4. Automated Frequency Coordination

Automated Frequency Coordination (AFC) applies only to the 6GHz band, which is the fastest yet the shortest range compared to the 5GHz and 2.4GHz. It’s an optional feature — it’s not required for the general function of a Wi-Fi 7 broadcaster.

At any given time, there can be existing applications already using the spectrum. For example, fixed satellite services (FSS) or broadcast companies might have already had called dibs on certain parts of the 6GHz band. A new Wi-Fi broadcaster must not impact those existing services — a concept similar to DFS channels in Wi-Fi 6 and 5.

That’s when the AFC feature comes into play. The idea is that all new 6GHz broadcasters check with a registered database in real-time to confirm their operation will not negatively impact other registered members. Once that’s established, the broadcaster creates a dynamically exclusive environment in which it can operate without the constraint of regulations like the case of Wi-Fi 6E and older standards.

Specifically, the support for AFC means each Wi-Fi 7 broadcaster can use more power and better flexible antenna designs. How much more? That depends.

But it’s estimated that AFC can bring the broadcasting power up to 36 dBm (from the current 30 dBm max) or 4 watts (from 1 wat). It’s safe to say AFC will help the 6GHz band to have a comparable range to the 5GHz band — about 25% more.

Before you get all excited, this feature requires certification, and its availability is expected to vary from one region to another. It won’t be available in the US before late 2023, if not after. All hardware released before that is said to be capable of handling AFC, which can be turned on via firmware updates.

A crude AFC analogy

Automated Frequency Coordination (AFC) is like checking with the local authorities for permission to close off sections of city streets for a drag race block party.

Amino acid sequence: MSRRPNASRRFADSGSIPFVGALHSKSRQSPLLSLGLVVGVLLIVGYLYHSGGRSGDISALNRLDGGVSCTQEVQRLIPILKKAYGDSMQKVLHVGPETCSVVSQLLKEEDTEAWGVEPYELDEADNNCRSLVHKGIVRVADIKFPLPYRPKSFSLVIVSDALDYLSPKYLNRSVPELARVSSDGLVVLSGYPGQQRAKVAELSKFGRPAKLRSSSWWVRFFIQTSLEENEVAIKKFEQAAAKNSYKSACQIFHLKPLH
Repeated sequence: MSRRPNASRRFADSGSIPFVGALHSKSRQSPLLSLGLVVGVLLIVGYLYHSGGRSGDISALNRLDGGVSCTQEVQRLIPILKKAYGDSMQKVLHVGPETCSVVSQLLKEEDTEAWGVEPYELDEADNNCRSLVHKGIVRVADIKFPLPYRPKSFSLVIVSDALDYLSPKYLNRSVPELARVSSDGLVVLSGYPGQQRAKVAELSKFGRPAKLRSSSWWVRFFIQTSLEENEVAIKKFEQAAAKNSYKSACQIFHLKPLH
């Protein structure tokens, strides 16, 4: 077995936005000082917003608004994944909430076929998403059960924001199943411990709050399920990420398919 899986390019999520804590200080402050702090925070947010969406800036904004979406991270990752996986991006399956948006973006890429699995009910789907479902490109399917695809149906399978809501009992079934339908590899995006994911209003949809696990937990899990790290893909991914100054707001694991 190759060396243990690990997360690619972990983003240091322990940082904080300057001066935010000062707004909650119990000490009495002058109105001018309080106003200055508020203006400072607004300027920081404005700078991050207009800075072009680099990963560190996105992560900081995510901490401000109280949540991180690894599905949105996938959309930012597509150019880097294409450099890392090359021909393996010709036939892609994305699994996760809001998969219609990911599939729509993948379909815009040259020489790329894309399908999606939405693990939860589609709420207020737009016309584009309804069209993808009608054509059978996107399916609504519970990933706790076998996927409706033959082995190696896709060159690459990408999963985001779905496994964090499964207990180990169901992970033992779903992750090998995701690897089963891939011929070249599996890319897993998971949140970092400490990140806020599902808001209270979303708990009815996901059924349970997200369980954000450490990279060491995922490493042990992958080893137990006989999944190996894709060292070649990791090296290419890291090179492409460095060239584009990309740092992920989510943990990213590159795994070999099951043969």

When approved, the usual traffic and parking laws no longer apply to the area, and the organizers can determine how fast traffic can flow, etc.

Wi-Fi 7’s other improvements

On top of that, Wi-Fi 7 will also have other improvements, including support for Flexible Channel Utilization (FCU) and Multi-RU.

With FCU, Wi-Fi 7 handles interference more gracefully by slicing off the portion of a channel with interference, 20MHz at a time, and keeps the clean part usable, as opposed to the case of Wi-Fi 6/6E, when there’s interference, an entire channel can be taken out of commission. FCU is the behind-the-scene technology that increases the efficiency of Wi-Fi, similar to the case of MU-MIMO and OFDMA.

Similarly, with WiFi 6/6E, each device can only send or receive frames on an assigned resource unit (RU), which significantly limits the flexibility of the spectrum resource scheduling. WiFi 7 allows multiple RUs to be assigned to a single device and can combine RUs for increased transmission efficiency.